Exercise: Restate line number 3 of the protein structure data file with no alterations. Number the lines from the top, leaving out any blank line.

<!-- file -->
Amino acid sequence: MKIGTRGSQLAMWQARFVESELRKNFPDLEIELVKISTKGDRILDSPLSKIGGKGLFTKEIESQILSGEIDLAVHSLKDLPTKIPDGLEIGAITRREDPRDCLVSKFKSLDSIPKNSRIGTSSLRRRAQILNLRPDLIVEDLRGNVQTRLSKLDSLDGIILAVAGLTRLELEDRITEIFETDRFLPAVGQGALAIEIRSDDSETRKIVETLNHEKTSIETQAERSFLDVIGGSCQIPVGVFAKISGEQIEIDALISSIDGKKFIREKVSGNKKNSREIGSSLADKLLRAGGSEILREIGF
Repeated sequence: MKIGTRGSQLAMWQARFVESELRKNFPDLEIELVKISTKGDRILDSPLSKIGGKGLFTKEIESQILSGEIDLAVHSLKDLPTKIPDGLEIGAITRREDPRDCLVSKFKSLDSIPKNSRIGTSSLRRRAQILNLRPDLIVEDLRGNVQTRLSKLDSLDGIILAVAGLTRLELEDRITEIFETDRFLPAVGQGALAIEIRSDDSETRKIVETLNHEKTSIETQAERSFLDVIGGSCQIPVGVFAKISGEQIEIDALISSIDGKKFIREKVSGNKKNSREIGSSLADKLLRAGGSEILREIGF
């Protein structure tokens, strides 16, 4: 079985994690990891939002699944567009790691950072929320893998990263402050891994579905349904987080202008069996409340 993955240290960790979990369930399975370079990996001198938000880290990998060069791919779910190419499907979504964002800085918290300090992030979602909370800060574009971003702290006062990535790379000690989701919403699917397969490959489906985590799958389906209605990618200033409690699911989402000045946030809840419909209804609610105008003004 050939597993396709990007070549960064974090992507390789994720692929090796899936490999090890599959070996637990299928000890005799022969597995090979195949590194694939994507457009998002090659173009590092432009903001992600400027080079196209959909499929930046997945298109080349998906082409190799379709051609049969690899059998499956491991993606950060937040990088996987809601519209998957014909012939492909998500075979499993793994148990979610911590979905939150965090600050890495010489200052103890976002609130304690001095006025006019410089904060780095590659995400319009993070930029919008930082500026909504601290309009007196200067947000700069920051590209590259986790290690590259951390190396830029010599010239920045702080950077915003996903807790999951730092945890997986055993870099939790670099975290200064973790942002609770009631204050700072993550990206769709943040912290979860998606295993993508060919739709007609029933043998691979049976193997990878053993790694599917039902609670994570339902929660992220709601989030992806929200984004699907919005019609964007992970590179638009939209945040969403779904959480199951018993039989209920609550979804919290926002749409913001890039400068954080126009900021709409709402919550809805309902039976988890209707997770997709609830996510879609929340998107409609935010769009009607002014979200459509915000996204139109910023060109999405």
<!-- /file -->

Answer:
């Protein structure tokens, strides 16, 4: 079985994690990891939002699944567009790691950072929320893998990263402050891994579905349904987080202008069996409340 993955240290960790979990369930399975370079990996001198938000880290990998060069791919779910190419499907979504964002800085918290300090992030979602909370800060574009971003702290006062990535790379000690989701919403699917397969490959489906985590799958389906209605990618200033409690699911989402000045946030809840419909209804609610105008003004 050939597993396709990007070549960064974090992507390789994720692929090796899936490999090890599959070996637990299928000890005799022969597995090979195949590194694939994507457009998002090659173009590092432009903001992600400027080079196209959909499929930046997945298109080349998906082409190799379709051609049969690899059998499956491991993606950060937040990088996987809601519209998957014909012939492909998500075979499993793994148990979610911590979905939150965090600050890495010489200052103890976002609130304690001095006025006019410089904060780095590659995400319009993070930029919008930082500026909504601290309009007196200067947000700069920051590209590259986790290690590259951390190396830029010599010239920045702080950077915003996903807790999951730092945890997986055993870099939790670099975290200064973790942002609770009631204050700072993550990206769709943040912290979860998606295993993508060919739709007609029933043998691979049976193997990878053993790694599917039902609670994570339902929660992220709601989030992806929200984004699907919005019609964007992970590179638009939209945040969403779904959480199951018993039989209920609550979804919290926002749409913001890039400068954080126009900021709409709402919550809805309902039976988890209707997770997709609830996510879609929340998107409609935010769009009607002014979200459509915000996204139109910023060109999405």